6:24 AM
@yuvrajsingh hi

Hi sir @JohnRennie

I must admit I cheated and looked at the solution, and the solution is really simple. I would probably have solved the equation of motion for the system, and it isn't necessary to go into that much detail.

Sir I have doubt, can you clear that I Don, t need the full answer. @JohnRennie

@yuvrajsingh yes, what's the question?

So when I saw the question two things come in mt mind.

6:33 AM
OK ...

During the whole journey of compression and rarefaction resultant force on Centre of mass is zero, hence it move with constant velocity.
Or Centre of mass would be at rest.

That certainly isn't true during the compression phase because the wall to the left of $m_1$ is exerting a force on $m_1$ so there is an external force acting.

Aah, how stupid I am. So now it become more complicated.
So momentum conservation also fails only one thing left energy conservation sir. @JohnRennie

Exactly, yes, and energy conservation is the way you do this question.

So sir what I did is.
Initial spring energy to goes to k. E of the block $m_1$,and spring and new spring energy.
@JohnRennie

6:41 AM
If you compress the spring a distance $x$ then the PE is $\tfrac12 kx^2$. At this moment both masses are at rest so the KE is zero.
When the mass $m_2$ has moved back to its initial position the PE in the spring is zero so the KE of $m_2$ is now $\tfrac12 k x^2$ and the mass $m_1$ is still at rest.

No sir you misunderstood me. I have three process 1,2,3 so I equate 1 directly with 3.
Ok.@JohnRennie

This is the moment the mass $m_1$ leaves the wall, and at this instant we have $m_1$ stationary and $m_2$ moving at $v = x\sqrt{k/m_2}$
And you just have to work out the velocity of the COM at this moment.

Got it sir. @JohnRennie

@yuvrajsingh I must admit I didn't realise it was that simple at first. I looked at the Irodov solutions :-)

$v_c=x\sqrt{k/m_2}/m_1+m_2$.
Is it right sir I do not have answer.
@JohnRennie

6:51 AM

Aah, answer look very simple but question doesn't, t LOL @JohnRennie

:-)
To be fair Irodov often does this. The questions look hard but actually have a trick that solves them really easily.

Yes my mistake I try to solve it by momentum conservation, but the haven, t thought about normal reaction force. @JohnRennie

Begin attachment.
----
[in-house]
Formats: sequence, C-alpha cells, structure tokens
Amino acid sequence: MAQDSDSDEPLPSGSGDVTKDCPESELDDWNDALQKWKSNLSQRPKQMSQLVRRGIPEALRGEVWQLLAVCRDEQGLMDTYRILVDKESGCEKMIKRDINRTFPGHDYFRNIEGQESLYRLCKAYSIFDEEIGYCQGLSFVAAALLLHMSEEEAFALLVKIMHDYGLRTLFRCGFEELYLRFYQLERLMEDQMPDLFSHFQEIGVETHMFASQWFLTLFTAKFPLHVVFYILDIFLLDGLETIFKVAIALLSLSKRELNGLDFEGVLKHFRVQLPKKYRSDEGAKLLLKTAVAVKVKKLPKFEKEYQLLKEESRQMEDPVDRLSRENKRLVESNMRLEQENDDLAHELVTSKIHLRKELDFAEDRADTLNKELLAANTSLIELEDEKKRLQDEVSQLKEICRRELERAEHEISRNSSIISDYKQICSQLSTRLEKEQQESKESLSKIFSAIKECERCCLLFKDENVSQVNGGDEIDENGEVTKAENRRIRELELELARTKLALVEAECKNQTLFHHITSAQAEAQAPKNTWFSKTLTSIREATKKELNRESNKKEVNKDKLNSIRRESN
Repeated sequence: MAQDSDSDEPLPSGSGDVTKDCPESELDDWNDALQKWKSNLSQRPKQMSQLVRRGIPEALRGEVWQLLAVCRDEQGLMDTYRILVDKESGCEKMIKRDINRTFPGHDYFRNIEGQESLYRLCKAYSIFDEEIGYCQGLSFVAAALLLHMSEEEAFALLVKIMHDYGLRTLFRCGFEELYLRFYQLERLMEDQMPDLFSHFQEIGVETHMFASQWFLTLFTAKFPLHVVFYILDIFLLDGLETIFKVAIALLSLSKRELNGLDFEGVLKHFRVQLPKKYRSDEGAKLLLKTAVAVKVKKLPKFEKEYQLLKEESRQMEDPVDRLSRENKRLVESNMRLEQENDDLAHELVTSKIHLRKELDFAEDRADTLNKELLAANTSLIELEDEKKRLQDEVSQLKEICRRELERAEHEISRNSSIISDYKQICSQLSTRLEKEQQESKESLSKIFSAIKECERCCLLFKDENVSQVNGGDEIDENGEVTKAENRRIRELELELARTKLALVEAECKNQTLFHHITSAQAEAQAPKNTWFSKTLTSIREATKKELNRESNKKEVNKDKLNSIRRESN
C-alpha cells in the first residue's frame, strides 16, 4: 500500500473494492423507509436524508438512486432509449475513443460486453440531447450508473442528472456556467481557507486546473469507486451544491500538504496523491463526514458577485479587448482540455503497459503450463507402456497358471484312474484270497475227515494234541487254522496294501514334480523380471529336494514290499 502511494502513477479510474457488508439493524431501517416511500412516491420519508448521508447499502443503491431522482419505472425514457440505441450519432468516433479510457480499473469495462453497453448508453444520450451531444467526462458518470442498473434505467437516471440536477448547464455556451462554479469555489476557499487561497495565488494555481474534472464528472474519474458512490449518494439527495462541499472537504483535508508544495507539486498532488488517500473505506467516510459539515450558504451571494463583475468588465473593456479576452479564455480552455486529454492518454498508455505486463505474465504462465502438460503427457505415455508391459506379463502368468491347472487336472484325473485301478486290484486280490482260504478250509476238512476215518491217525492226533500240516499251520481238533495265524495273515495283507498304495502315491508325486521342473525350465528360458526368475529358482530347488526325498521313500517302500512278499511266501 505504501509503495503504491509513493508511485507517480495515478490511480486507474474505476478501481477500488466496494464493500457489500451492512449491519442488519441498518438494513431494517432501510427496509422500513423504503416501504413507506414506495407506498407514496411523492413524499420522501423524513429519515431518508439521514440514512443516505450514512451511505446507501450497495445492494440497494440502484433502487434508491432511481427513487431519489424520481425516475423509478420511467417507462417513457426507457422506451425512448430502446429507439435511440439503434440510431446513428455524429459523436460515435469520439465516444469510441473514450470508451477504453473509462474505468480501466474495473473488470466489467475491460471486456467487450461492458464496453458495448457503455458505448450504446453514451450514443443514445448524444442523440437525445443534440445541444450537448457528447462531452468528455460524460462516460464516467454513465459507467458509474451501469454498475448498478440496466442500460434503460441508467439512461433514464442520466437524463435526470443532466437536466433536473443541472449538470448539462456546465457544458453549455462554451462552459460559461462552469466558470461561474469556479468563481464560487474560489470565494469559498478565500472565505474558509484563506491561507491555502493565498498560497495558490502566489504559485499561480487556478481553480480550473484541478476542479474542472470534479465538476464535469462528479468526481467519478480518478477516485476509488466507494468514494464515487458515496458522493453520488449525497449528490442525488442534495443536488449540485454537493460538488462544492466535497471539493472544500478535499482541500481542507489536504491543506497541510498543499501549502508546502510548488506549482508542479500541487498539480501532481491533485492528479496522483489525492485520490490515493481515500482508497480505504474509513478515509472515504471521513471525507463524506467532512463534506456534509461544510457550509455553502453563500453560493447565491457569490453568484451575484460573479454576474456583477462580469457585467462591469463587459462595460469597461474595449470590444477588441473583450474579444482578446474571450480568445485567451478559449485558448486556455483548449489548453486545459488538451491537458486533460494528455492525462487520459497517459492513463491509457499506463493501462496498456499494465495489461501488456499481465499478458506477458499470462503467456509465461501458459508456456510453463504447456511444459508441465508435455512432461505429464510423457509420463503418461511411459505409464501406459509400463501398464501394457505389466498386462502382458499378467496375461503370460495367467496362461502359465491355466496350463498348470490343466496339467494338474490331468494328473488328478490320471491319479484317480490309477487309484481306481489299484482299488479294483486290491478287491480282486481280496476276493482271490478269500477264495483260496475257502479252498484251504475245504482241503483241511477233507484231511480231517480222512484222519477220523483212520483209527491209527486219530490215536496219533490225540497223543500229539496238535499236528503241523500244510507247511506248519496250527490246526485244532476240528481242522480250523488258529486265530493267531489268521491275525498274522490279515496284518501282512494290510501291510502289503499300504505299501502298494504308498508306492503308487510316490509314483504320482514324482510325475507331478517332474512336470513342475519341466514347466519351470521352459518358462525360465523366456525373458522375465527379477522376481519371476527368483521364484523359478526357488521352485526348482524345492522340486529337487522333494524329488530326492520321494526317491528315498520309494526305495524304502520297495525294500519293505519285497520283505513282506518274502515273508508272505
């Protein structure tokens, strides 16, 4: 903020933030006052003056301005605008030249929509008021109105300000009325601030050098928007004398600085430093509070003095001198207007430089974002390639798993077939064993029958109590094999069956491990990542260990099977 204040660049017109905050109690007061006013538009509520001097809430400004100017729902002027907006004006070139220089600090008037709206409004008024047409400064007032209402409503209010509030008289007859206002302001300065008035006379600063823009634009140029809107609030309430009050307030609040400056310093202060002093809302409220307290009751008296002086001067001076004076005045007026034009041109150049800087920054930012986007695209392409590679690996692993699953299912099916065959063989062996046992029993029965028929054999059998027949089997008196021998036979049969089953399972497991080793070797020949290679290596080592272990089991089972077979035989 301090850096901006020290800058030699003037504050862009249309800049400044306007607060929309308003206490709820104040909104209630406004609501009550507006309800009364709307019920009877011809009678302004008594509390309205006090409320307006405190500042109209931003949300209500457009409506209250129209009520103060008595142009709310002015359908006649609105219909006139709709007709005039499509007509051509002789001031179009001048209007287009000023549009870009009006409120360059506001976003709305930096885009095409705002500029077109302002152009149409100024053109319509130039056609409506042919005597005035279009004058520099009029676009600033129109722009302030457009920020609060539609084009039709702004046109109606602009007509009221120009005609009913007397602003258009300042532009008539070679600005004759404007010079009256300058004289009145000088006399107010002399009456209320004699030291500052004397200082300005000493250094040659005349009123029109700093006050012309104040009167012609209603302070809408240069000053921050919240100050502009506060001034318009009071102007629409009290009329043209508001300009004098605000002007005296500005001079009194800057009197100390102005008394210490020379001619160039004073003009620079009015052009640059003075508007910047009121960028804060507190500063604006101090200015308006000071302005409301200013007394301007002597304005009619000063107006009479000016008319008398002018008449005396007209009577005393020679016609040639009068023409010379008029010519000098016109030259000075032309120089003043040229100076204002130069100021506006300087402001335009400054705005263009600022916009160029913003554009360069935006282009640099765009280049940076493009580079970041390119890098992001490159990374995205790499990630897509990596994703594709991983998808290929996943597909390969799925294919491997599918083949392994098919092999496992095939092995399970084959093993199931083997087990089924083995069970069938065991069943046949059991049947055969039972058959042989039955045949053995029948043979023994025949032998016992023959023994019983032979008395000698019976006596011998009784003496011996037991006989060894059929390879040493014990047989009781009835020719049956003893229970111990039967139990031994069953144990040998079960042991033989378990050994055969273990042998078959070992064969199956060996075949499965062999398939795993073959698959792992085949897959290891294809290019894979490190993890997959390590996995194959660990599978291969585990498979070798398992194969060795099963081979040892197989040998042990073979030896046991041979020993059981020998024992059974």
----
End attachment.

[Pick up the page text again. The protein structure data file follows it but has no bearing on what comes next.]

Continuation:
@JohnRennie I have one more question
1.190

Correct sir.

7:07 AM
I'm afraid I have to leave this for now. I need to work and I've already agreed to help someone with a Windows installation.
I have the Irodov solutions manual if you want it.

Yes no worry, we can discuss it later. @JohnRennie

7:21 AM
@JohnRennie Do you have some time.

@yuvrajsingh not for a few minutes I'm afraid. I'm working now.

OK.

1 hour later…
8:33 AM
@JohnRennie are you free now.

4 hours later…
12:10 PM
@yuvrajsingh hi, I'm free for about half an hour if you're around.

12:26 PM
Hi sir @JohnRennie

@yuvrajsingh hi

So the question.
@JohnRennie same question

If the particle moved outwards from the centre of the disk at velocity $v_0$ then their relative velocity is going to be $v = r\omega$ where $r$ is the distance from the centre of the disk. $r = v_0t$.
So in the frame of the disk the momentum of the particle will be $p = mv = mv_0t$.

That's tangential momentum. The radial momentum is just $mv_0$.

12:34 PM
But It talk about angular momentum.

The angular momentum would be $L = rp$ so just multiply by $r$ ($r = v_0 t$)
To be honest I'm nit used to working in rotating frames so while I think this is the way to go I'm making no promises!
Actually I'm afraid I've run out of time. Do you want the solution from the Irodov solutions manual?

No sir I will try and think about your hint, so I can come up with my idea tommorow. @JohnRennie
Sir by the psychiatrists gave me the certificate.

@yuvrajsingh good!
Hopefully you won't need it.

Thanks sir. @JohnRennie

See you later :-)